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Chavan under fire for failing to keep promises

  • Aurangzeb Naqshbandi, Hindustan Times, Mumbai
  • Updated: Jul 27, 2014 23:58 IST

The failure of the Congress to appoint political heads of various statutory corporations and boards in Maharashtra for many years now has upset a large section in the state unit and could prove counter-productive for the party in the coming assembly polls.

The posts are generally filled by the party in power to keep leaders of different factions in “good humour” and make them important stakeholders in governance.
This section is also up in arms against Maharashtra chief minister Prithviraj Chavan over his “style of functioning” and criticised him for “slow decision making” on development issues such as infra projects, toll, agriculture and industrial policies.

“Chavan cannot take decisions. He is more concerned about his clean image,” a state Congress leader said. “He had promised to fill up the vacancies in corporations and boards but has failed on that front too.”

The plum chairmanships of state-run corporations and boards, including the Maharashtra Pollution Control Board (MPCB), Maharashtra Housing and Area Development Authority (MHADA), Maharashtra State Road Transport Corporation and Maharashtra Industrial Development Corporation, have been equally divided by the ruling alliance partners Congress and the Nationalist Congress Party (NCP). As per the agreement between both parties, a corporation or board headed by a Congress leader will have a NCP deputy and vice-versa.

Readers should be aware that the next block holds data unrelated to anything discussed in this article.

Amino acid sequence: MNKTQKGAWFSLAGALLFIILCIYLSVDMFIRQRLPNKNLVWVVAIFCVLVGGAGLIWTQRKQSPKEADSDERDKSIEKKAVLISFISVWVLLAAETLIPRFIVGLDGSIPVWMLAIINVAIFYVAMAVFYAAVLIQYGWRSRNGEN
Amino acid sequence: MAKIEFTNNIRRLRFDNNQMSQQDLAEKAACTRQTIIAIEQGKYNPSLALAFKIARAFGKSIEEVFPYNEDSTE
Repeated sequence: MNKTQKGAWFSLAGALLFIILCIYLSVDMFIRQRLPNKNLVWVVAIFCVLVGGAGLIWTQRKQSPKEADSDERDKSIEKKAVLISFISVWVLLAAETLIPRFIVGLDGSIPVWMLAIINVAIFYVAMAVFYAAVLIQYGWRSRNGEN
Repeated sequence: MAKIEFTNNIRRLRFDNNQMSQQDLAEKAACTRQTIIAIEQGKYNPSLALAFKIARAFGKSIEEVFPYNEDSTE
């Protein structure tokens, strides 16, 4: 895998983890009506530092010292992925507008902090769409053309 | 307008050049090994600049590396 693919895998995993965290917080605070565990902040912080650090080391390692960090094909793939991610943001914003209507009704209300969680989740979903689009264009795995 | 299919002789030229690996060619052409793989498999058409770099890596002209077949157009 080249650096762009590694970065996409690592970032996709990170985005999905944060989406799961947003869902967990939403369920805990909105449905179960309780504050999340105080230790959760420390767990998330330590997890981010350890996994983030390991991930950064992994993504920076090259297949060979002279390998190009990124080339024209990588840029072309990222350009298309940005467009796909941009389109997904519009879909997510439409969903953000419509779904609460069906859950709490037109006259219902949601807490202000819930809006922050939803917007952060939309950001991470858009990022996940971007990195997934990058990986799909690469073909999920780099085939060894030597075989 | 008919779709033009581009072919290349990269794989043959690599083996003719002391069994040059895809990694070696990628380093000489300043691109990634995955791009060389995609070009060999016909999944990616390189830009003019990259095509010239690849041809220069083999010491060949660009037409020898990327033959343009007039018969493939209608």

Under the Congress quota, there are 43 corporations and boards which are headless and the party has not been able to fill 28 other vacancies which have been accorded ministerial status by the state government.

On the other hand, the NCP has appointed its people in 64 such posts and by default are heading those corporations that fall under the Congress quota. Congress sources attributed “in-decision” on part of the party leadership on such appointments as one of the reasons for “increasing and widespread factionalism” in the state.

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